A Journey in Space and Thought with Aboriginal Artist Jonathan Jones
During a visit to Cornell in October–November, visiting artist Jonathan Jones treated AAP faculty, alumni, and students to what Associate Professor Jennifer Minner, CRP, called "a journey in space and thought." It featured a cultural exchange of Indigenous knowledge and practices on two continents, crossing thousands of miles, Minner reflected.
Jones, a member of the Wiradjuri and Kamilaroi nations of Australia, is an artist, curator, and senior researcher at the University of Technology Sydney. He works across a range of media, from printmaking and drawing to sculpture and film. His installations engage Aboriginal cultures and are grounded in research in historical archives and collaborative practices with communities.
Minner's interest in Jones's work connects to projects she pursued as a 2018–19 Faculty Fellow in Engaged Scholarship on community preservation and public art aimed at reengaging displaced and forgotten communities at the sites of mega-events, such as international expositions.
"Jones's installation barrangal dyara (skin and bones) fueled my research trajectory, shifting the way I research mega-events," Minner said. "His profound ways of representing place, community, and history have greatly influenced my thinking. They have been central to an investigation of how artistic practices can inform preservation and planning and how artists work with communities to create collective meaning." A recent article Minner published in Curator: The Museum Journal was inspired by Jones's massive public artwork, which placed 15,000 Aboriginal shields and a soundscape of indigenous languages at the heart of Sydney.
Jones's visit included lectures both on- and off-campus. In his AAP lecture "Indigenous Knowledges and Art-Making Practices," Jones spoke of his own journey and the importance of maintaining Aboriginal languages, histories, and knowledge, as well as their importance for both Aboriginal and non-Aboriginal communities. Hannah Wilson (M.R.P. '21), a research assistant who helped Minner organize Jones's visit, appreciated the artist's words.
"He argued that knowing oneself and one's history are two of the most important, and arguably selfless, things we can do," Wilson said. "Community-centered practice can be a tool of empowerment for our communities, ourselves, and the world more broadly."
While on campus, Jones gave a talk on Aboriginal art, which was hosted by CRP professor Neema Kudva, house dean at Carl L. Becker House. He visited Akwe:kon, Cornell's residence hall dedicated to the celebration of American Indian cultures; the History Center in Tompkins County; and he examined the Aboriginal art collection at the Herbert F. Johnson Museum Museum of Art, meeting with curator Andrew Weislogel.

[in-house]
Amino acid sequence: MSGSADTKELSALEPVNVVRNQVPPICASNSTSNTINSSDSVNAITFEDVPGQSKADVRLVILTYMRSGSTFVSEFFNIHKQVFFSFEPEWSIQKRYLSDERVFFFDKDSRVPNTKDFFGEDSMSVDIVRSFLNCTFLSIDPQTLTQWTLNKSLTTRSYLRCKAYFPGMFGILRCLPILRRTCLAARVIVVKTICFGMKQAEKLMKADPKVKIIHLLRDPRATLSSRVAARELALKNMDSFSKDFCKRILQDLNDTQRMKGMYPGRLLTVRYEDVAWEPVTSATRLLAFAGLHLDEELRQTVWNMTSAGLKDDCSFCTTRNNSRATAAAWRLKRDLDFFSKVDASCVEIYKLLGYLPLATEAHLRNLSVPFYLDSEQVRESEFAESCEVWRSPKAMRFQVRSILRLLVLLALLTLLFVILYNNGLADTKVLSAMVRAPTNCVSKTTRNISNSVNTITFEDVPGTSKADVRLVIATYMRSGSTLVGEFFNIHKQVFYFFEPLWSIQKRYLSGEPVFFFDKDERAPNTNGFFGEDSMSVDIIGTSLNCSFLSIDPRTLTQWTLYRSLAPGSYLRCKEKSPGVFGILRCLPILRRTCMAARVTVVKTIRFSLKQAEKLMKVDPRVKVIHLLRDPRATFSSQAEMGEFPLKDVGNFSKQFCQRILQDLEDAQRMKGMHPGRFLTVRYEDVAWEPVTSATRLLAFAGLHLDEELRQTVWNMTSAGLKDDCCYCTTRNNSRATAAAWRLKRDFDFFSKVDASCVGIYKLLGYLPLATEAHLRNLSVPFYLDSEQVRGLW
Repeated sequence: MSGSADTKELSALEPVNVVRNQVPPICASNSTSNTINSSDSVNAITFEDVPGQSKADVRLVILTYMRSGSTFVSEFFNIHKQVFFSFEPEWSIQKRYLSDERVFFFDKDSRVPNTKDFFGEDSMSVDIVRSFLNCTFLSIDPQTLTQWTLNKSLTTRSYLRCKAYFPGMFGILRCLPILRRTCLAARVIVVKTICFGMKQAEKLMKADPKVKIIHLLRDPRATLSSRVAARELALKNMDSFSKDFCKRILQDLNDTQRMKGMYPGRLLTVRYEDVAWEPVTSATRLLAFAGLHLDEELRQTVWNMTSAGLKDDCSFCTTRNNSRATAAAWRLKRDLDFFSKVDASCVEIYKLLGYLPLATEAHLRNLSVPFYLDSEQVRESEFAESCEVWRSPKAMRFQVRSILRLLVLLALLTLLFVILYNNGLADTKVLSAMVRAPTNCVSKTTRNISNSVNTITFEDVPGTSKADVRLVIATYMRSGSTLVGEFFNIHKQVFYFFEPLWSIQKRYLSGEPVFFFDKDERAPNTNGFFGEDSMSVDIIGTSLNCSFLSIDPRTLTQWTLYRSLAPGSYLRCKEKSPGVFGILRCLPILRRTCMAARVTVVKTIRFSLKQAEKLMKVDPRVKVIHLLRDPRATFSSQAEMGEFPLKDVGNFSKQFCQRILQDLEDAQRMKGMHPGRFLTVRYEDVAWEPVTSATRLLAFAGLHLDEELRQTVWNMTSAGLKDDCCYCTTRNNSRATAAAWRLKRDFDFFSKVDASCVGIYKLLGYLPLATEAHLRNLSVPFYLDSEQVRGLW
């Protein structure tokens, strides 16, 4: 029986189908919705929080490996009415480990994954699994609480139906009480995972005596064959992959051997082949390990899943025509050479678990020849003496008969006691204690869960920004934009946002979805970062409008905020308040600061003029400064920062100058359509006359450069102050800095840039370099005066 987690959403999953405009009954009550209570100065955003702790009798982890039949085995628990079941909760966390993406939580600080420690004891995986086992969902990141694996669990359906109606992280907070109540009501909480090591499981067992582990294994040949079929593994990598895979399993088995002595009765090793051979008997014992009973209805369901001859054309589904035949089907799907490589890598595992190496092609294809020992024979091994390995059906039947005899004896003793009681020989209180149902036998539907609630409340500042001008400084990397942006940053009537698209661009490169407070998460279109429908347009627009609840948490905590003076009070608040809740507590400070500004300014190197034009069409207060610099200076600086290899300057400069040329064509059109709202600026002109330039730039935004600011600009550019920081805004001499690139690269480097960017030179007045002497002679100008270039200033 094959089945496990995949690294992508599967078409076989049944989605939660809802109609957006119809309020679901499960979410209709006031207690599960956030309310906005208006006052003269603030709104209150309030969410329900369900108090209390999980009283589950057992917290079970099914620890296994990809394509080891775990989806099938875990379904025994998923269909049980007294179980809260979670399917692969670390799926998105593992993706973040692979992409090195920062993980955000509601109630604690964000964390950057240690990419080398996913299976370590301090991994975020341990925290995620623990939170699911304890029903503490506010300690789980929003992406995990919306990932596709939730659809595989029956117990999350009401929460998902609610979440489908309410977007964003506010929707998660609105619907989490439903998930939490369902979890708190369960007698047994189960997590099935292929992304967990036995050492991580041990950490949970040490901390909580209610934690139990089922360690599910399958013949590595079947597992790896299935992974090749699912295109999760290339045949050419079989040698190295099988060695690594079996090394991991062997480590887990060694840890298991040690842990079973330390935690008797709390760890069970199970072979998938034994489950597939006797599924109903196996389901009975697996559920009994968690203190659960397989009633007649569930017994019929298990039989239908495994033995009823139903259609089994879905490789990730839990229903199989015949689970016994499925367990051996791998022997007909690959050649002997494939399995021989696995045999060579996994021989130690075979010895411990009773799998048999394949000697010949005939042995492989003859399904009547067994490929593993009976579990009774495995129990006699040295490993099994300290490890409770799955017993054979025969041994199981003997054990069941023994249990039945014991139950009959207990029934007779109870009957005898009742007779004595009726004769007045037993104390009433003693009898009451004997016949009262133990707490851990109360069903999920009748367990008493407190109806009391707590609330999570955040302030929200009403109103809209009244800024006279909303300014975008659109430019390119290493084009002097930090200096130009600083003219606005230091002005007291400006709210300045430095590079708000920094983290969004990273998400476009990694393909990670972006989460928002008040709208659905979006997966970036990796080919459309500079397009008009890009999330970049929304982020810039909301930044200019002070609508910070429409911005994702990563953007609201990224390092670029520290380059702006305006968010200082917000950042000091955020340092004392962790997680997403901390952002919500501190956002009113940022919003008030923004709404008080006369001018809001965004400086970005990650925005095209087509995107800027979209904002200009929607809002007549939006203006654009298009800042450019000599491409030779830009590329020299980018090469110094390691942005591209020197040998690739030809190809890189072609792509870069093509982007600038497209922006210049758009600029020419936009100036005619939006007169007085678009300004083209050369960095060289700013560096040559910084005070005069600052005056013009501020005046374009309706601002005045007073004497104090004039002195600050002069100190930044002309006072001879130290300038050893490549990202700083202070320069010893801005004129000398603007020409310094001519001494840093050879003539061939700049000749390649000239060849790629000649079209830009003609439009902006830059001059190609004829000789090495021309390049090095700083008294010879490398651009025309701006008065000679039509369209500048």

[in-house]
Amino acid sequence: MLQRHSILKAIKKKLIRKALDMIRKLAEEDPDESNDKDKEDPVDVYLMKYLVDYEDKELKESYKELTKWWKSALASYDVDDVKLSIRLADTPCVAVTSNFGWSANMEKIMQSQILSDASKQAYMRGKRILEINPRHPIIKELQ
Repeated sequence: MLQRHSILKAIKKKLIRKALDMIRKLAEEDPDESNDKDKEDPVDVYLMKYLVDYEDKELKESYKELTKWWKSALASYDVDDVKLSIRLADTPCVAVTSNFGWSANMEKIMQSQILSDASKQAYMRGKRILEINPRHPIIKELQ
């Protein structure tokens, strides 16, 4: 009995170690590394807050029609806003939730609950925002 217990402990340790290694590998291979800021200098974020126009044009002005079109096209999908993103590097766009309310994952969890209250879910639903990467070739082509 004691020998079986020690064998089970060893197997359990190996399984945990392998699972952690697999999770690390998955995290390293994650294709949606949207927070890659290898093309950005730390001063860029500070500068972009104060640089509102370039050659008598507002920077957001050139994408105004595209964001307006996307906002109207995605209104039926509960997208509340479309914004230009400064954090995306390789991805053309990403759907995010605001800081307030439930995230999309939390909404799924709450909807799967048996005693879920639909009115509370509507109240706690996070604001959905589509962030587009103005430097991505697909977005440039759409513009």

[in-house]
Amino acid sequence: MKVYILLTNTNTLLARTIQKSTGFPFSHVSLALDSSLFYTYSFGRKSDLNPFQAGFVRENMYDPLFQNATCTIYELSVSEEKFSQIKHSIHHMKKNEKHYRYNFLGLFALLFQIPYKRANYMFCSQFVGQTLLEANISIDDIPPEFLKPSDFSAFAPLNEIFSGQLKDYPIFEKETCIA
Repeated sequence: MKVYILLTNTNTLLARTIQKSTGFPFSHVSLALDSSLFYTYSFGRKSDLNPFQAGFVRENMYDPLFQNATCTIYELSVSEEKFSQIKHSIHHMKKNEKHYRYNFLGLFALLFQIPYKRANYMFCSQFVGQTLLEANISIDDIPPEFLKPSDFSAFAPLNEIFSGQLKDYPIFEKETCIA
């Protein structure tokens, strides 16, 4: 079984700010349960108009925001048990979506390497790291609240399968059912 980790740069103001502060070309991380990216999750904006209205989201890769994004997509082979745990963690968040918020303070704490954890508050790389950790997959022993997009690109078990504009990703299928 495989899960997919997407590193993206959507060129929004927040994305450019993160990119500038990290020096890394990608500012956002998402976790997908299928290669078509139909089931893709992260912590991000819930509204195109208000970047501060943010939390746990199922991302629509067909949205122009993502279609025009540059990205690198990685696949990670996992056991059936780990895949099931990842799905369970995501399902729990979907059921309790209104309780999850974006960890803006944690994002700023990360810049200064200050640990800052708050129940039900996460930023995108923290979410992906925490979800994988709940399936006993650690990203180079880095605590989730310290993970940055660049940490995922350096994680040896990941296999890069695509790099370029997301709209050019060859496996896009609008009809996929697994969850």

Jones also toured the audio archives at the Cornell Laboratory of Ornithology with Michael Webster, director of the Macaulay Library and an expert on Australian birds. The visit was prompted by Jones's installation untitled (giran) — a Mobius strip of feathers, string, objects, and recordings that represent "murmurations" — the formation of birds in flight. Jones collected bird feathers from people across Australia, weaving their attachments into the installation and engaging Aboriginal artistic collaborations.
Minner and graduate regional planning students Hannah Wilson (M.R.P. '21), Skye Hart (M.R.P. '20), and Courtney Bower (M.R.P. '21) took part in Jones's trip within the larger region of Haudenosaunee homelands in Upstate New York, including a cultural exchange at the Cayuga Nation's cultural schoolhouse in Seneca Falls.
"A few hours earlier, I had been in Milstein Auditorium and now was in a First Nation's schoolhouse," said Bower. "It was the best way to learn about his art, his life, and his world."
In Buffalo, the group visited Assembly House 150, a repurposed church that houses an arts-based construction training program founded by Dennis Maher (B.Arch. '99), and toured Fargo House, Maher's home and a house-sized assemblage art installation. Jones later gave a lecture at the Niagara Arts and Cultural Center in Niagara Falls.
Jones's visit was supported by grants secured by Minner and Jolene Rickard, director of the American Indian and Indigenous Studies Program and an associate professor in the departments of art and history of art and visual studies; and from the Cornell Council for the Arts and Engaged Cornell. Off-campus site visits were hosted by Sachem Sam George and Debbie George of the Cayuga Nation and Allan Jamieson of Neto Hatinakwe Onkwehowe, a Native arts and cultural nonprofit. Jones's travel to Ithaca also included a week-long stop in Chicago to conduct archival research on Aboriginal cultural objects from the 1893 World's Fair.
By Patti Witten